McKinsey Offers 2008 Tech-Enabled Business Predictions

Loraine Lawson

Nothing, but nothing, is going on this week. So, it must be time for year-end technology predictions.

Most of these predictions are pretty obvious. I mean, predicting Web 2.0 will be a blazing hot technology in 2008 is about as risky as saying the new year will bring more troubled times for Britney Spears.

That's right: I'm looking at you, Computerworld. (Actually, I'm being a wee bit unfair. The article is about technologies IT should embrace in 2008 to get ahead. It's dead-on with the list -- integration, 2.0, unified communications -- but you won't find any surprises there, except possibly the term "ideation.")

I compulsively read these articles, and I've written a few, so I'm not judging. Well, OK, yes: I am judging, but my judgment comes from a place of sympathy and hypocrisy.

So without disclaimer, I would like to recommend this predictive piece, "Eight business technology trends to watch," published on, but written by McKinsey Quarterly.

There are three things I really like about this piece:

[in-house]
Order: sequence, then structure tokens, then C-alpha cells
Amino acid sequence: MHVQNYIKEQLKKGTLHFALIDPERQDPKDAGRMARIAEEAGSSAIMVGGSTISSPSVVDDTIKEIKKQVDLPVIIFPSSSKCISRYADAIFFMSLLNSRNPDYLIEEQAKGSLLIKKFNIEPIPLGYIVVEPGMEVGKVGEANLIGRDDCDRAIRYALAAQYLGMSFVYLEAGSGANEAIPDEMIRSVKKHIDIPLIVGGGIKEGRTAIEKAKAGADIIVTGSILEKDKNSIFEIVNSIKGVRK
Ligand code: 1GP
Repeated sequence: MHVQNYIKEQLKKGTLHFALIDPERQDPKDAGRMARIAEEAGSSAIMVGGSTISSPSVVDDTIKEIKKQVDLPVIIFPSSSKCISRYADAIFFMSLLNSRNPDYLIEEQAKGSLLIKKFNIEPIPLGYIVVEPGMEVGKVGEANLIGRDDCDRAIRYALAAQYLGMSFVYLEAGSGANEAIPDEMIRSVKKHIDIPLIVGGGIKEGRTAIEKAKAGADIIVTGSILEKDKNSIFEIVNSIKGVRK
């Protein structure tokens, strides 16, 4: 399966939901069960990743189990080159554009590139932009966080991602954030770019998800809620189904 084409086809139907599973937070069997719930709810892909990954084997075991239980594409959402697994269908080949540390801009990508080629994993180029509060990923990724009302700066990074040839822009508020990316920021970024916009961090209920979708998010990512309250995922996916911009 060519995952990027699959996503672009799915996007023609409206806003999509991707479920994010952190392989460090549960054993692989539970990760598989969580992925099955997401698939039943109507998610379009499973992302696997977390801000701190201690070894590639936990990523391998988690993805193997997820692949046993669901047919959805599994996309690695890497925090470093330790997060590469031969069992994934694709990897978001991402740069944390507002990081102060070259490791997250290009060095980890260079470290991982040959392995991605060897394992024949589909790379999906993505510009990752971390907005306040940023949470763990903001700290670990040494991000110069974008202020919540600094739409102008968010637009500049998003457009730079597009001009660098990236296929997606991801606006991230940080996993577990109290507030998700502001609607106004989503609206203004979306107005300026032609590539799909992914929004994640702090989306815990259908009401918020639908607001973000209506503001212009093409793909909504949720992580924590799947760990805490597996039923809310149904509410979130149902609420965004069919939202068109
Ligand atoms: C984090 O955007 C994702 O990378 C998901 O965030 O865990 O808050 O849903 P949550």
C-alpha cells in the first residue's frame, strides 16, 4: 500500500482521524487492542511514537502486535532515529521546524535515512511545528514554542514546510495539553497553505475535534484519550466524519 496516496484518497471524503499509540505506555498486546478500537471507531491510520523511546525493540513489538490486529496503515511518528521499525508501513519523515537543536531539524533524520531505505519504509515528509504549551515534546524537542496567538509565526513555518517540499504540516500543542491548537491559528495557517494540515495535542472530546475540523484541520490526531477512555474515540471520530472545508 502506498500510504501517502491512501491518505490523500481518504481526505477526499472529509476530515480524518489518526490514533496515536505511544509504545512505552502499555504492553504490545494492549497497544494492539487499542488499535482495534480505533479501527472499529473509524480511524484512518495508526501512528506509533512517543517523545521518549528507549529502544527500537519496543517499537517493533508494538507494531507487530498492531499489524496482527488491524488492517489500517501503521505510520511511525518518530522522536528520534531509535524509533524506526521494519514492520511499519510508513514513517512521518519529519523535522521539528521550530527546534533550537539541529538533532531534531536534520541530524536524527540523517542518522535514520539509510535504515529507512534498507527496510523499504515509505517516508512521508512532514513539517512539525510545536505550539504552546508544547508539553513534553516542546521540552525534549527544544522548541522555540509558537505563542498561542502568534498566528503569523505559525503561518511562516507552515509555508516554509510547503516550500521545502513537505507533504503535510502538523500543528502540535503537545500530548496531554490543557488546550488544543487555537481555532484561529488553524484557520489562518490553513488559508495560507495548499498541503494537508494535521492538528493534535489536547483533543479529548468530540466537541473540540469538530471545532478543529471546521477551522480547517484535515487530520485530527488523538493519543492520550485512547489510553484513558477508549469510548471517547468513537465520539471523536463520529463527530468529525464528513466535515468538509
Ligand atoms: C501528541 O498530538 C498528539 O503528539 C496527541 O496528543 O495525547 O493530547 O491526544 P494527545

1. It actually looks ahead, instead of just rehashing trends we already know will be big in 2008 because they were big in 2007.
  2. It doesn't focus on technology trends, but on emerging business trends made possible by recent technological innovations.
  3. The articles uses real, albeit unusual, examples of ways organizations have deployed technology or leveraged changes in technology to transform the way they do business.

The best example is distributed co-creation. The example given is Loncin, a Chinese motorcycle manufacturer. Loncin issues broad specifications for products, but lets its suppliers work out the details with one another. This actually works better and reduces costs more than the traditional approach. And it's made possible, the article notes, by open-standards- based computing.


There's no need to rush to embrace Web 2.0 just because everybody else does. New technologies will either work for your company or they won't -- and predictions of what's big in the coming year wont' change that.


Its more useful to consider how that new technology will be applied to create innovative business practices. And that's exactly what this excellent article offers.

Add Comment      Leave a comment on this blog post

Post a comment





(Maximum characters: 1200). You have 1200 characters left.



Subscribe to our Newsletters

Sign up now and get the best business technology insights direct to your inbox.